"The confusion with them is opportunity for us and this is the time to step on the gas and break their back."
Rogers raised the possibility that there are Pakistani officials who knew about bin Laden's hideway in the country.
He spoke of a "confusing" relationship with Pakistan, one which was cooperative at times, taking thousands of casualties battling extremists and helping arrest hundreds of al Qaeda and Taliban leaders, bomb makers, financiers and weapons dealers. However, Rogers maintained there are renegade intelligence officers and others in the Pakistani government who are sympathetic toward the Taliban and al Qaeda.
The raid in which bin Laden was killed dealt a blow to the relationship between the United States and Pakistan. The revelation that bin Laden had been living in Pakistan has fueled suspicions that Pakistani officials knew the whereabouts of the terrorist leader, while Pakistan has complained about the U.S. military incursion.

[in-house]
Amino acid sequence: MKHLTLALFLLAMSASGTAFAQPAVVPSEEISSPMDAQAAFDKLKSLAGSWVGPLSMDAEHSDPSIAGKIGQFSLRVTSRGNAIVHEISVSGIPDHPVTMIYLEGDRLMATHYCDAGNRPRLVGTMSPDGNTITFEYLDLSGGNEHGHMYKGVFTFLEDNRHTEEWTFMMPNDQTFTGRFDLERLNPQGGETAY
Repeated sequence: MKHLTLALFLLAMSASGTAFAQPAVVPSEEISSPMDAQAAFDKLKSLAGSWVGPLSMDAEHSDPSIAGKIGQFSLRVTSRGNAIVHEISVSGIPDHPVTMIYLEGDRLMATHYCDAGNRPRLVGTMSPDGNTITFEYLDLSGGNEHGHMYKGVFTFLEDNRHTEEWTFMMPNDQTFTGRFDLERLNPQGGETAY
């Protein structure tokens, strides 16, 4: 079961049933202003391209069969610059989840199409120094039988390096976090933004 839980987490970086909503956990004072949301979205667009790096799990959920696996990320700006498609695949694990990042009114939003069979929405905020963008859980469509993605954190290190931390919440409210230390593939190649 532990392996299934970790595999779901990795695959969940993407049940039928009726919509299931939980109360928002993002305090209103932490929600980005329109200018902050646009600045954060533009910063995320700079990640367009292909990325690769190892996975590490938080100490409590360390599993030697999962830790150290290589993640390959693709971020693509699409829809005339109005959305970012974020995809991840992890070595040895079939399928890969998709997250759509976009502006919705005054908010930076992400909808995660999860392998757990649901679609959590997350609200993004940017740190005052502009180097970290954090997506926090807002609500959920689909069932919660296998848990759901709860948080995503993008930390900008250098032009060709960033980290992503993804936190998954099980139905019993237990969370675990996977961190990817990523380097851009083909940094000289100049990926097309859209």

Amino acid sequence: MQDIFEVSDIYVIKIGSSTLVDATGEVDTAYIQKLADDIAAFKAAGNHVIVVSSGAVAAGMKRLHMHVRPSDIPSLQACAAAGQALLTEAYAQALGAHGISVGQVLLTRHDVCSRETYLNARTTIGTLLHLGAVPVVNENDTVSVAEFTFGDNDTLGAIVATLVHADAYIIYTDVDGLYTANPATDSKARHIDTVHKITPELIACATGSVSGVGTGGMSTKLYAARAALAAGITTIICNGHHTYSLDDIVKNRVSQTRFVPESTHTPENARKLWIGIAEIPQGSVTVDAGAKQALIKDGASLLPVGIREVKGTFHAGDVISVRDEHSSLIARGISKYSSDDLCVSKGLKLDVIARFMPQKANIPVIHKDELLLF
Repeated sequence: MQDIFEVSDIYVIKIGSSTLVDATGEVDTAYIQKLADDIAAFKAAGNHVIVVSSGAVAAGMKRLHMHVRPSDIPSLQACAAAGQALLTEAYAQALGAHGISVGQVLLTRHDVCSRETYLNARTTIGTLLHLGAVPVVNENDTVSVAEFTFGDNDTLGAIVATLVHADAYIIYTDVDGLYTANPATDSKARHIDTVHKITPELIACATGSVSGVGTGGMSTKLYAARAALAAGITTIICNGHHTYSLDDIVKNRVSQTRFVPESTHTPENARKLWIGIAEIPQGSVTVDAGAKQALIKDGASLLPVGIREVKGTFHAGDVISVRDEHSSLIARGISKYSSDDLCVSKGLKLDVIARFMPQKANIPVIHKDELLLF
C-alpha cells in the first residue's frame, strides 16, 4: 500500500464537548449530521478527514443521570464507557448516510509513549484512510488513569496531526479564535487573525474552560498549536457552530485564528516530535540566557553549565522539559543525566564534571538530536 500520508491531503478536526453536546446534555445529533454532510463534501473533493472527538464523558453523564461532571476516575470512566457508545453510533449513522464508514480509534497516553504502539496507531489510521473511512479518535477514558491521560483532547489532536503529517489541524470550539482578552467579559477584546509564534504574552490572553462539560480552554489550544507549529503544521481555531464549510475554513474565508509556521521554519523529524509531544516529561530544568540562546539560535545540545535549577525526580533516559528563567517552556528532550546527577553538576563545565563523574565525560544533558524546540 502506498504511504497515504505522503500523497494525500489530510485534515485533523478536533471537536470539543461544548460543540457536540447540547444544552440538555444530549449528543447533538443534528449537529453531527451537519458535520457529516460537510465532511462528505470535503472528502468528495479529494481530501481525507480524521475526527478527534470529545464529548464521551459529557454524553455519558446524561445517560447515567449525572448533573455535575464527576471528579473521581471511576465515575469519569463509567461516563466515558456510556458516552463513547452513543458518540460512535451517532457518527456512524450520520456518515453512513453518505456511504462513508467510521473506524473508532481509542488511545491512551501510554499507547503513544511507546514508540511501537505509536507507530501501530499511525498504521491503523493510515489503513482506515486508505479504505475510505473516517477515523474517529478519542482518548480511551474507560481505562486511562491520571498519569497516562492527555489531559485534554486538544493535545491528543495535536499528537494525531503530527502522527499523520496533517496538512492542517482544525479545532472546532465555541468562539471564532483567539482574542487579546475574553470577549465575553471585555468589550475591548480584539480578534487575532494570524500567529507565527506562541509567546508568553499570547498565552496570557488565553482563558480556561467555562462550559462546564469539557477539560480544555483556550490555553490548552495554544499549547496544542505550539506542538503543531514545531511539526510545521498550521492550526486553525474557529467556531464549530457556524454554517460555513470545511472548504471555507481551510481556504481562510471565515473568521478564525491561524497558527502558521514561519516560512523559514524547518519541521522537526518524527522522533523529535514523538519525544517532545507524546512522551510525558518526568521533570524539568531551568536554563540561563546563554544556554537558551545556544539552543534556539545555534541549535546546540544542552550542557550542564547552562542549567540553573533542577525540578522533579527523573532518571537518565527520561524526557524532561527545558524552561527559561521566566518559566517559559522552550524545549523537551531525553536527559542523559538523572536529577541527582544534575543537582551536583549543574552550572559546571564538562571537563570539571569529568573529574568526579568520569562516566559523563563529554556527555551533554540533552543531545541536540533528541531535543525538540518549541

But while the ties between the CIA and Pakistan's intelligence agency are strained, they are not shut down, another U.S. official said.
This official, who did not want to be identified for safety concerns, said both sides need to continue working together.
"Both sides understand the importance of the relationship," the official said. "Cooperation is continuing, discussions are continuing, but there are issues to work through."
Sen. John Kerry, D-Massachusetts, chairman of the Senate Foreign Relations Committee, plans to go to Pakistan soon, a Senate source familiar with his plans said Wednesday. He has visited the country at other times and has the trust and respect of many senior Pakistani officials.
Most recently, Kerry visited Pakistan to help defuse tensions over the detention of Raymond Davis, a CIA contractor who was jailed in Pakistan after he shot and killed two Pakistani men in what he said was a robbery attempt. He was released from jail after compensation was paid to the victims' families.